Temperatures are climbing here in the western United States and that means coping with the heat and preventing heat stroke and heat exhaustion. Heat stroke is a serious condition, which can damage and kill brain cells by causing the body’s temperature to rise to a core temperature of 105 degrees Fahrenheit. It can also cause death.
Symptoms of heat stroke include dizziness, throbbing headache, red hot and dry skin, no sweating, muscle cramps, nausea and vomiting, rapid heartbeat, shallow breathing, confusion, disorientation or staggering, seizures, and unconsciousness.
If you suspect someone has heat stroke, you must cool them down as quickly as possible. You can do this by getting them out of the sun, putting ice on their neck, armpits, and groin area, fanning them with water while wetting their skin.
Heat related illness is related to the heat index, which is how hot you feel when the effects of the air temperature and humidity are combined. Higher humidity makes you feel hotter because it hinders your body’s ability to cool itself through sweating. Also being in full sun can increase the heat index by 15 degrees. Some people are more prone to heat stroke than others, such as, people over the age of sixty-five and under four, athletes, people with a chronic disease, someone who is dehydrated or consuming alcohol, sleep deprivation, and people on particular medications (check with your doctor to see if your medication lowers heat tolerance).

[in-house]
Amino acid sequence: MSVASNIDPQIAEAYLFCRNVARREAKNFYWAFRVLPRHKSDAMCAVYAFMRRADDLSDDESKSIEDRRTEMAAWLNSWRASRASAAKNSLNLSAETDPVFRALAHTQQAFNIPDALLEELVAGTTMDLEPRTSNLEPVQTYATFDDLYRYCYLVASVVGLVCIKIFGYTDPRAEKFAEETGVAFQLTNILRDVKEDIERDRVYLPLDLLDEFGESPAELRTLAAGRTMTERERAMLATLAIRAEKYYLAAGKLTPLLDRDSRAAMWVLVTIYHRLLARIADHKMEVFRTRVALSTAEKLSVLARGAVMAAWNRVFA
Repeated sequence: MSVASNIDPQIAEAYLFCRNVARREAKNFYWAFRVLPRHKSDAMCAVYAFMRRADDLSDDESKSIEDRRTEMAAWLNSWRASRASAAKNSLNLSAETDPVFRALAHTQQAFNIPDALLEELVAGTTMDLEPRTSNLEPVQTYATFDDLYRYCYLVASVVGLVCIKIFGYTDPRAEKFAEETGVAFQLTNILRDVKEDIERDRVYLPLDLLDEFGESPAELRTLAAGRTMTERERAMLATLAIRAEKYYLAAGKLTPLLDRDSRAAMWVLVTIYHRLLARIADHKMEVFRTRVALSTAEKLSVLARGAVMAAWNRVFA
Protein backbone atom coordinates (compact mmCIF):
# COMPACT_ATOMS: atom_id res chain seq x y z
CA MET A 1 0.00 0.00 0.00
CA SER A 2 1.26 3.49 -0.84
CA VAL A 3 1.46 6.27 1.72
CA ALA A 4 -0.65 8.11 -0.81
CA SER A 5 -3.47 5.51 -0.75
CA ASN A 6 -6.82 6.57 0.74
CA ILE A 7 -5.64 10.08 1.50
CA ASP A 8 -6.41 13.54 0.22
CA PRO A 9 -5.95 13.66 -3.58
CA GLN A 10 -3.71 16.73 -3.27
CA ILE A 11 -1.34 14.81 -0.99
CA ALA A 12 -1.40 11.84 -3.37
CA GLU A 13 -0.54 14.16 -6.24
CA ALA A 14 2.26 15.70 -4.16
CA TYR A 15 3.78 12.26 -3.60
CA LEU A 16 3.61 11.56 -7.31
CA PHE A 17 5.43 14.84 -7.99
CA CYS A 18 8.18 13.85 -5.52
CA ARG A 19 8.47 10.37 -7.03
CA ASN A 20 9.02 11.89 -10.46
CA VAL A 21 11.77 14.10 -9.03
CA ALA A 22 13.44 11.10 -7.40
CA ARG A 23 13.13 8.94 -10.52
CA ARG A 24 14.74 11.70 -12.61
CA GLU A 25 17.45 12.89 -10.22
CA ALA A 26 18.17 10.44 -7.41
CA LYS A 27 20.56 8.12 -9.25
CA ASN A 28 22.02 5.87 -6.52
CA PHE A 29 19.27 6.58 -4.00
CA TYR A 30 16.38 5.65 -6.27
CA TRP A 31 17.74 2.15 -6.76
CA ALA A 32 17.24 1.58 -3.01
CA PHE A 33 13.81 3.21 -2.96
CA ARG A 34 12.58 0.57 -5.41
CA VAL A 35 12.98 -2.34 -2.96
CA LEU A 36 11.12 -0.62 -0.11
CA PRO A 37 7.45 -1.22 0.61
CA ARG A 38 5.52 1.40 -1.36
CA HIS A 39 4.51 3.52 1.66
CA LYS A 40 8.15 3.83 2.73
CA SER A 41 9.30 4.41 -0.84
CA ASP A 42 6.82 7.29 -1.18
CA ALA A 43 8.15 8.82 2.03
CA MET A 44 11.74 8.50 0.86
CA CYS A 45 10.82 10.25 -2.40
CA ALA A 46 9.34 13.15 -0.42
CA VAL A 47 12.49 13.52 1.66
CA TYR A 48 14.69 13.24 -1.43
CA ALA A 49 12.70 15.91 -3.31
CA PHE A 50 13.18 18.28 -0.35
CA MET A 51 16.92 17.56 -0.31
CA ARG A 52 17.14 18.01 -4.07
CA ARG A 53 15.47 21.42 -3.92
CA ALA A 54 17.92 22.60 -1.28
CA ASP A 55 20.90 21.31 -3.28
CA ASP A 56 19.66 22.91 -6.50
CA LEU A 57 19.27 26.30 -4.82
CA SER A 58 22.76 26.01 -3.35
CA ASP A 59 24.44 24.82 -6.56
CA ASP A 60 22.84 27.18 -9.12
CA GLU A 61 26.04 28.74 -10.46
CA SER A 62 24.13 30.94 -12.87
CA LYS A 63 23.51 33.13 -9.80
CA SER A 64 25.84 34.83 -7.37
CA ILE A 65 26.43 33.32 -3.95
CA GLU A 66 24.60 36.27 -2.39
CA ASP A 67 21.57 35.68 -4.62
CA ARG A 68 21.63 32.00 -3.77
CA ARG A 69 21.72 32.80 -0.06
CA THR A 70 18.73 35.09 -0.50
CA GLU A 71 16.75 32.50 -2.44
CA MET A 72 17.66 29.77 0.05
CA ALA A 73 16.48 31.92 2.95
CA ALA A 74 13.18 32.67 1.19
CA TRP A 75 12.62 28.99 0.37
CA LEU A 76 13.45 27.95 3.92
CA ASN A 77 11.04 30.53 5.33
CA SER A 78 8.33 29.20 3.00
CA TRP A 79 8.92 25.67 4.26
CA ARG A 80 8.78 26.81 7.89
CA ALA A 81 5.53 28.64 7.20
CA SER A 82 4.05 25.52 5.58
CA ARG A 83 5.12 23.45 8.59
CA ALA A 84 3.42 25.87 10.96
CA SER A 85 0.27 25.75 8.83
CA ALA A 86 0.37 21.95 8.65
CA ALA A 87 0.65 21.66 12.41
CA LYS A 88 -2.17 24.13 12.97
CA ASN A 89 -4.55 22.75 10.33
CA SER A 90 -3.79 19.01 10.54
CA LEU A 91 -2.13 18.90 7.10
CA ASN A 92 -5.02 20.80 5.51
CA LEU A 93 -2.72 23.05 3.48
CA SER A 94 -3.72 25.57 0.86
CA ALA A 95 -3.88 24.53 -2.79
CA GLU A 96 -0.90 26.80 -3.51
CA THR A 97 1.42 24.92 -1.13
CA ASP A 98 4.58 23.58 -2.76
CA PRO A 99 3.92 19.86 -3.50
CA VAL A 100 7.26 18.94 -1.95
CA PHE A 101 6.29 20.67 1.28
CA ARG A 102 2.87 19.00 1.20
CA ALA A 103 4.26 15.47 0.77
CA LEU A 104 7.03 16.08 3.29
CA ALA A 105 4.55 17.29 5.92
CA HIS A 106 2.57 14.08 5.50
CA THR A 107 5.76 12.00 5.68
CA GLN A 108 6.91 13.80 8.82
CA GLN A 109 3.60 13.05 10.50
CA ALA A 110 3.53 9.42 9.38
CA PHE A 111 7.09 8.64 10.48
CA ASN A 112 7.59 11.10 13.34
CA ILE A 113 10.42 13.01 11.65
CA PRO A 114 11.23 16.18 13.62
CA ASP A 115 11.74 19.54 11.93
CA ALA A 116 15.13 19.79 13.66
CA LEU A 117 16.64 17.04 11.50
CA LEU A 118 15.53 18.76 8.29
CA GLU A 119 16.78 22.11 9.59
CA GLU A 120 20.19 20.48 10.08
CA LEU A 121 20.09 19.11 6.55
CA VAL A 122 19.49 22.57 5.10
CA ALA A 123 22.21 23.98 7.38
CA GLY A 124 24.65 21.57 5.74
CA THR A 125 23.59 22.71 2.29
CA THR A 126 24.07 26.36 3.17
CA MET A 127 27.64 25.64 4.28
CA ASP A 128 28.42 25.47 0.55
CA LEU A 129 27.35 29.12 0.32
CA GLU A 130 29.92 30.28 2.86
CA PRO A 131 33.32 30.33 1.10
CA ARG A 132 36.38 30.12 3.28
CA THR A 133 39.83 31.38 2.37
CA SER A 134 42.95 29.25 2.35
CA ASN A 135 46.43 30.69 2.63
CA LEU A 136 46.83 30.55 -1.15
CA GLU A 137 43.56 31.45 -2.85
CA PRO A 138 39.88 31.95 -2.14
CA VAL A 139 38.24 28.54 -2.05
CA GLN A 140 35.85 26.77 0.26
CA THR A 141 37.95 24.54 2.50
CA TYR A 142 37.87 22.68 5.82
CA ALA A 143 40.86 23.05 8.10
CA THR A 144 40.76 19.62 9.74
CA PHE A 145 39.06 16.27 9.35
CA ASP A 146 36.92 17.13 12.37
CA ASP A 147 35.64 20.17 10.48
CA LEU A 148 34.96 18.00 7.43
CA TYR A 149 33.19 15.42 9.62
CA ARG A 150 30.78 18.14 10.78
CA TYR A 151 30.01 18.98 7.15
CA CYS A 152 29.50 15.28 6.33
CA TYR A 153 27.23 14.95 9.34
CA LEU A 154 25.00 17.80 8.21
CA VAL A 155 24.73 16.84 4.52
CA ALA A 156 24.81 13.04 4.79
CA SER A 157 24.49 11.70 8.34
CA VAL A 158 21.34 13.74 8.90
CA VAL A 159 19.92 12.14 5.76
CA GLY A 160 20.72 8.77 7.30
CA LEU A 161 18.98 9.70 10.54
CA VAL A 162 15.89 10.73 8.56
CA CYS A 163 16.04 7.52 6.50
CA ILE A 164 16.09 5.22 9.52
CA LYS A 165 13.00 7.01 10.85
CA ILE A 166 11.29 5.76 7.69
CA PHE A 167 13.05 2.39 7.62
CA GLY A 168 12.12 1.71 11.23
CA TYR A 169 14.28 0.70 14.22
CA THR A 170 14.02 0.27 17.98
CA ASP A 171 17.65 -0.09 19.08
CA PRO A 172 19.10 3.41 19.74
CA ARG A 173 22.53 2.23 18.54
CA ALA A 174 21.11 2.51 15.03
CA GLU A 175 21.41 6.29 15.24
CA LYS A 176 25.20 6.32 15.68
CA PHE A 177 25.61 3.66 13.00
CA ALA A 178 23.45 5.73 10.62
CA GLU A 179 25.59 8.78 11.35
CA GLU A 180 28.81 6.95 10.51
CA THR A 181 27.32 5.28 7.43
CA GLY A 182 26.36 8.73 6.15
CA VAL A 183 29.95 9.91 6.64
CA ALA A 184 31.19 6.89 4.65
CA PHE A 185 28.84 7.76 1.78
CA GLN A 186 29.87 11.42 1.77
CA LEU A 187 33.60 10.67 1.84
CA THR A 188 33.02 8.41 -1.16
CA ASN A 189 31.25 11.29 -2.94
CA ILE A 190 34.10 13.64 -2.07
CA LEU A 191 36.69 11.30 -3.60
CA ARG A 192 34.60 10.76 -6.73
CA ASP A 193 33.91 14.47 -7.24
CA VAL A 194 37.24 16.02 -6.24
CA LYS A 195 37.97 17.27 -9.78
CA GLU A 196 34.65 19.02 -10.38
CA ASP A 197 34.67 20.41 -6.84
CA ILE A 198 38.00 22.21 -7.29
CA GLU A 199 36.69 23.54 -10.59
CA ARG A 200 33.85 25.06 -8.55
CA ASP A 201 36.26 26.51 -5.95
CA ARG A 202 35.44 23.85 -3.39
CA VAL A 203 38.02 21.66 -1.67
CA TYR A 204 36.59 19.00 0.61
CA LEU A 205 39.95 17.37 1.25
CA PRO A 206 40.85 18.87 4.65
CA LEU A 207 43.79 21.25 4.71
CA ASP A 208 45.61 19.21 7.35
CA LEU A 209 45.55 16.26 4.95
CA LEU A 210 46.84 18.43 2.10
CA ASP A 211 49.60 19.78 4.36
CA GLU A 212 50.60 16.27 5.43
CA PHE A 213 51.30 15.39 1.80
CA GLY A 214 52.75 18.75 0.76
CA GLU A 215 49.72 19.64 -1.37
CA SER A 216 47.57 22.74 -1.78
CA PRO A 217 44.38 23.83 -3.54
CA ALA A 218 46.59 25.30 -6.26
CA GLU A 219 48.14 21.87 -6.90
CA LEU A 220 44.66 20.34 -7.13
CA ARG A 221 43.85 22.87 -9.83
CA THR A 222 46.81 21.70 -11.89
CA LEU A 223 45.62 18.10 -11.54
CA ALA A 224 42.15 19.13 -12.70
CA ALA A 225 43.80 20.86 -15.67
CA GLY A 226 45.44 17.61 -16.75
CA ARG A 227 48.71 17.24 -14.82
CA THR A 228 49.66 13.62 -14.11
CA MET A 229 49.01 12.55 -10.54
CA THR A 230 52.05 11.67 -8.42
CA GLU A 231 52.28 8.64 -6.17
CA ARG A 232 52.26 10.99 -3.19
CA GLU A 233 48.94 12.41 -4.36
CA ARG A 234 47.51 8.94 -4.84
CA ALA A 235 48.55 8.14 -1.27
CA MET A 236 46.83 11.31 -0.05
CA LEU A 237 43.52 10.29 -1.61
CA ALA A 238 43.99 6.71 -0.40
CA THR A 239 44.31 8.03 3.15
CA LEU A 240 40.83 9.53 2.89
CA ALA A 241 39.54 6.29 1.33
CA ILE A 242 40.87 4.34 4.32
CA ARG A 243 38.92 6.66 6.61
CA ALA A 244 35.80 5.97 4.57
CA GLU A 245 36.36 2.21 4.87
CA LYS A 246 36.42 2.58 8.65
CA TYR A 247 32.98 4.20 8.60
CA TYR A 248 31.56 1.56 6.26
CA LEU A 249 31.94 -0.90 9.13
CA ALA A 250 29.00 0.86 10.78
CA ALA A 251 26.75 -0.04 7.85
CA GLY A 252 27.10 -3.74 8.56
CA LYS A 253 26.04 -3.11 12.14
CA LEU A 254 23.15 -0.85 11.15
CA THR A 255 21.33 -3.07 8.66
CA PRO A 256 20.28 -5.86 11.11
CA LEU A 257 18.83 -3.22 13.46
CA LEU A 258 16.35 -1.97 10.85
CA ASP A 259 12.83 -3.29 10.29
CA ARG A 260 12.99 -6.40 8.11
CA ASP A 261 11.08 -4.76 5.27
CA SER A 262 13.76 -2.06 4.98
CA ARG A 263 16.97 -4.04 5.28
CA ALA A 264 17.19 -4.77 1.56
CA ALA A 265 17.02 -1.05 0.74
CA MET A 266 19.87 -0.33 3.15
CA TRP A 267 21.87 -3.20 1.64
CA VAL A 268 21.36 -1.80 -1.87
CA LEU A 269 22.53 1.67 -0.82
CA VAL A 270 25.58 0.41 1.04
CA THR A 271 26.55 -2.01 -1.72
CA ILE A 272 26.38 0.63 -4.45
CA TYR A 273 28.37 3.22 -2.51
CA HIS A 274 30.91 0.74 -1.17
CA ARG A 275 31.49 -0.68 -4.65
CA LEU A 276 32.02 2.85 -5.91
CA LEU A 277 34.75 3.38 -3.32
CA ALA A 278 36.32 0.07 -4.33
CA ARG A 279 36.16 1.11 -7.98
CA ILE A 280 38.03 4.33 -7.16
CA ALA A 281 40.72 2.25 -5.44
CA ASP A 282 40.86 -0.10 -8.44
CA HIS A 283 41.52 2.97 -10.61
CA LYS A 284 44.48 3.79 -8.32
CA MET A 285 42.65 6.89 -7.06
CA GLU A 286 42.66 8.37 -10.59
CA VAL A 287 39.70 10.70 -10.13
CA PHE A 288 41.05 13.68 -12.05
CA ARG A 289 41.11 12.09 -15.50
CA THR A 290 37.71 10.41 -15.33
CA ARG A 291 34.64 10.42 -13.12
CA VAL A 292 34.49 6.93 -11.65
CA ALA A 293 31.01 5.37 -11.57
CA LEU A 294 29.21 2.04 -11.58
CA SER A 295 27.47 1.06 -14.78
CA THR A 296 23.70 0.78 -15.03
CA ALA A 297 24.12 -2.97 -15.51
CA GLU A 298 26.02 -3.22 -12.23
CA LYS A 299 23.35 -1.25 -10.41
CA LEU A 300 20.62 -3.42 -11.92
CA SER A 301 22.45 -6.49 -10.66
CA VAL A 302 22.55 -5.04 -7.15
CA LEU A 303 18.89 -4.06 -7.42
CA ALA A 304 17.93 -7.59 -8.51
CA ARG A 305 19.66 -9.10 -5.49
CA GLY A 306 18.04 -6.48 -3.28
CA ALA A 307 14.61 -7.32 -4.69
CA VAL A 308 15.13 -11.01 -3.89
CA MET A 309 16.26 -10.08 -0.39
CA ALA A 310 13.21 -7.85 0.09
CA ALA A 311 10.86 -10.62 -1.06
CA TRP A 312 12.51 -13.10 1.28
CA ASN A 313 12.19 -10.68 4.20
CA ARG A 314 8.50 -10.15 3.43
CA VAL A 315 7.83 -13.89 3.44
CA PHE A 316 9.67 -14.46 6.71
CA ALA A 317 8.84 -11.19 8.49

Everyone is different when it comes to heat sensitivity. A sudden change in temperature without adequate time for the body to acclimatize increases the risk for heat related illness. There is not a certain temperature when heat related illness becomes a possibility, but the more factors that are present the more aware you need to be to look for symptoms.
To reduce your risk of getting heat stroke or heat exhaustion wear loose fitting light colored clothing, wear a light weight hat with a large brim or that also covers your neck, wear sun screen (sun burn increases the risk of heat stroke), hydrate, and take electrolytes.
For those of us who will be running in the heat you can increase your heat tolerance by running in the heat. Make sure and take the above precautions before you go out to heat train. Take water with you on your run, start small with three miles, and then increase a little bit at a time. If you start to get show signs, seek some shade and try again another day.
If you do get heat stroke, you are more prone to getting it again at least for the next few months because of the damage to your cooling system and because whatever caused you to get it in the first place is likely still present.